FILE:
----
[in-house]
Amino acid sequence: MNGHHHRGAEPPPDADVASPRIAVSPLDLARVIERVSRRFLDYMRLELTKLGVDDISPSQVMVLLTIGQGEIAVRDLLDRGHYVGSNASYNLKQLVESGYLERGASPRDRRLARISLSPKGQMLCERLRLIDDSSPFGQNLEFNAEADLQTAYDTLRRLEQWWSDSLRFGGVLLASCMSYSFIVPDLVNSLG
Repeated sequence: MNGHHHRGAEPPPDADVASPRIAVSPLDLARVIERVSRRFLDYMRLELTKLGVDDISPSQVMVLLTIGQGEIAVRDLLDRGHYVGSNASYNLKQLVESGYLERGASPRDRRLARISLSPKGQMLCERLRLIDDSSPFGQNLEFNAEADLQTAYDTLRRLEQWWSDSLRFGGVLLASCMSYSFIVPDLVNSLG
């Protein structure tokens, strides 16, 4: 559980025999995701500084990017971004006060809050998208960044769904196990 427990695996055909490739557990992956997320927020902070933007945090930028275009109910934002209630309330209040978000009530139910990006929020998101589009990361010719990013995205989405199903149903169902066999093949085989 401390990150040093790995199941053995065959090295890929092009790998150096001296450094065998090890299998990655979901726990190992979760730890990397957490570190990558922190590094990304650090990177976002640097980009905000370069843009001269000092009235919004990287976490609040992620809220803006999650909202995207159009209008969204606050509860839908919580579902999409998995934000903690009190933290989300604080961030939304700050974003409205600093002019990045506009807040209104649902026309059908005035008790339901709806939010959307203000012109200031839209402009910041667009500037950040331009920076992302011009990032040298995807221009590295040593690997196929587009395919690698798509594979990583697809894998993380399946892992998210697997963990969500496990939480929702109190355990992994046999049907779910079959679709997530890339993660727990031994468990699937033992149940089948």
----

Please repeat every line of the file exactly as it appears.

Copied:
[in-house]
Amino acid sequence: MNGHHHRGAEPPPDADVASPRIAVSPLDLARVIERVSRRFLDYMRLELTKLGVDDISPSQVMVLLTIGQGEIAVRDLLDRGHYVGSNASYNLKQLVESGYLERGASPRDRRLARISLSPKGQMLCERLRLIDDSSPFGQNLEFNAEADLQTAYDTLRRLEQWWSDSLRFGGVLLASCMSYSFIVPDLVNSLG
Repeated sequence: MNGHHHRGAEPPPDADVASPRIAVSPLDLARVIERVSRRFLDYMRLELTKLGVDDISPSQVMVLLTIGQGEIAVRDLLDRGHYVGSNASYNLKQLVESGYLERGASPRDRRLARISLSPKGQMLCERLRLIDDSSPFGQNLEFNAEADLQTAYDTLRRLEQWWSDSLRFGGVLLASCMSYSFIVPDLVNSLG
């Protein structure tokens, strides 16, 4: 559980025999995701500084990017971004006060809050998208960044769904196990 427990695996055909490739557990992956997320927020902070933007945090930028275009109910934002209630309330209040978000009530139910990006929020998101589009990361010719990013995205989405199903149903169902066999093949085989 401390990150040093790995199941053995065959090295890929092009790998150096001296450094065998090890299998990655979901726990190992979760730890990397957490570190990558922190590094990304650090990177976002640097980009905000370069843009001269000092009235919004990287976490609040992620809220803006999650909202995207159009209008969204606050509860839908919580579902999409998995934000903690009190933290989300604080961030939304700050974003409205600093002019990045506009807040209104649902026309059908005035008790339901709806939010959307203000012109200031839209402009910041667009500037950040331009920076992302011009990032040298995807221009590295040593690997196929587009395919690698798509594979990583697809894998993380399946892992998210697997963990969500496990939480929702109190355990992994046999049907779910079959679709997530890339993660727990031994468990699937033992149940089948």